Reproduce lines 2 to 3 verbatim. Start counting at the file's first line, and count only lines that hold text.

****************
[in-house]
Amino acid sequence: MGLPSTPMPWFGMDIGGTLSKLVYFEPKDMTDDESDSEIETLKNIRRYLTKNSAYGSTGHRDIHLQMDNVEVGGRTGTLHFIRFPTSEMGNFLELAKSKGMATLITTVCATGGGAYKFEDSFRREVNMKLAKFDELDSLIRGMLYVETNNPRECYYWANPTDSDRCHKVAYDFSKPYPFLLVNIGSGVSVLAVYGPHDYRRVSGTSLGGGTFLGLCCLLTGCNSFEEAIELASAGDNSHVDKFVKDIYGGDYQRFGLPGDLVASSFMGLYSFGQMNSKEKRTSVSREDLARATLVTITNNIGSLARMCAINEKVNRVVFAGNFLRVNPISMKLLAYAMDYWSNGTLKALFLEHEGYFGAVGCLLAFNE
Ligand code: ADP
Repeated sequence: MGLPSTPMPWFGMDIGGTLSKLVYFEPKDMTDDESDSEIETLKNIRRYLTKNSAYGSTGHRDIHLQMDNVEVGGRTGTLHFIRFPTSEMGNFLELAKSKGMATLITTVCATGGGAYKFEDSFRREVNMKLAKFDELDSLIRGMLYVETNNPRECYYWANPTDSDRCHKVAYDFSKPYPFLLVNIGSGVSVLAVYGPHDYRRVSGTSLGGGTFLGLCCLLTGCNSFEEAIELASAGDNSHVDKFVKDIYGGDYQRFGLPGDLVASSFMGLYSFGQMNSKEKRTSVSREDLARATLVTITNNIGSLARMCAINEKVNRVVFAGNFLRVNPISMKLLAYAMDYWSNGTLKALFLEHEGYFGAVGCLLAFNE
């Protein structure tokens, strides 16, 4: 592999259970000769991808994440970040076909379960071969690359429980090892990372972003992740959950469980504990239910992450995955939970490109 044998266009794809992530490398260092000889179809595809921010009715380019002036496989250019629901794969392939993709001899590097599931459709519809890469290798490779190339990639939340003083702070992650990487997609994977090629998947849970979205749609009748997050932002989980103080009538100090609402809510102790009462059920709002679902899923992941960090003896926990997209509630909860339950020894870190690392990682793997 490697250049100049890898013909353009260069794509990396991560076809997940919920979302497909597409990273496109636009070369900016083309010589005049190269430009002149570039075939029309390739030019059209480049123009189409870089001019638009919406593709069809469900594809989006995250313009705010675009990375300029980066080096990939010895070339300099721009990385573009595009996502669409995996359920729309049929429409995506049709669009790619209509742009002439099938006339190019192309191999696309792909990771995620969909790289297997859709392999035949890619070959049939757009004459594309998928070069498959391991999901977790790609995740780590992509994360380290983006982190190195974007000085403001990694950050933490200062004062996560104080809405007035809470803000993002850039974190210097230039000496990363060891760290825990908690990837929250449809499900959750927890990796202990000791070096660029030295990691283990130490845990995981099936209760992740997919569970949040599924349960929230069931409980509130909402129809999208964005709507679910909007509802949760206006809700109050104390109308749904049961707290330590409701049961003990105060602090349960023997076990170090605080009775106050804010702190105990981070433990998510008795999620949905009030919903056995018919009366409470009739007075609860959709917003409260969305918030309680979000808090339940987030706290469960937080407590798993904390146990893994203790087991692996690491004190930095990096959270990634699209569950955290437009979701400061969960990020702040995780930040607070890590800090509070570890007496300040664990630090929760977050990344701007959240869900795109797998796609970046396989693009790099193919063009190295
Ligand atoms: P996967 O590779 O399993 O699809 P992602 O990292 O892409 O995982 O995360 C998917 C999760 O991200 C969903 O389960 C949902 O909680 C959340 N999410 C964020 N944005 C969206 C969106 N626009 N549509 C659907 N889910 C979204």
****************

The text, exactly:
Amino acid sequence: MGLPSTPMPWFGMDIGGTLSKLVYFEPKDMTDDESDSEIETLKNIRRYLTKNSAYGSTGHRDIHLQMDNVEVGGRTGTLHFIRFPTSEMGNFLELAKSKGMATLITTVCATGGGAYKFEDSFRREVNMKLAKFDELDSLIRGMLYVETNNPRECYYWANPTDSDRCHKVAYDFSKPYPFLLVNIGSGVSVLAVYGPHDYRRVSGTSLGGGTFLGLCCLLTGCNSFEEAIELASAGDNSHVDKFVKDIYGGDYQRFGLPGDLVASSFMGLYSFGQMNSKEKRTSVSREDLARATLVTITNNIGSLARMCAINEKVNRVVFAGNFLRVNPISMKLLAYAMDYWSNGTLKALFLEHEGYFGAVGCLLAFNE
Ligand code: ADP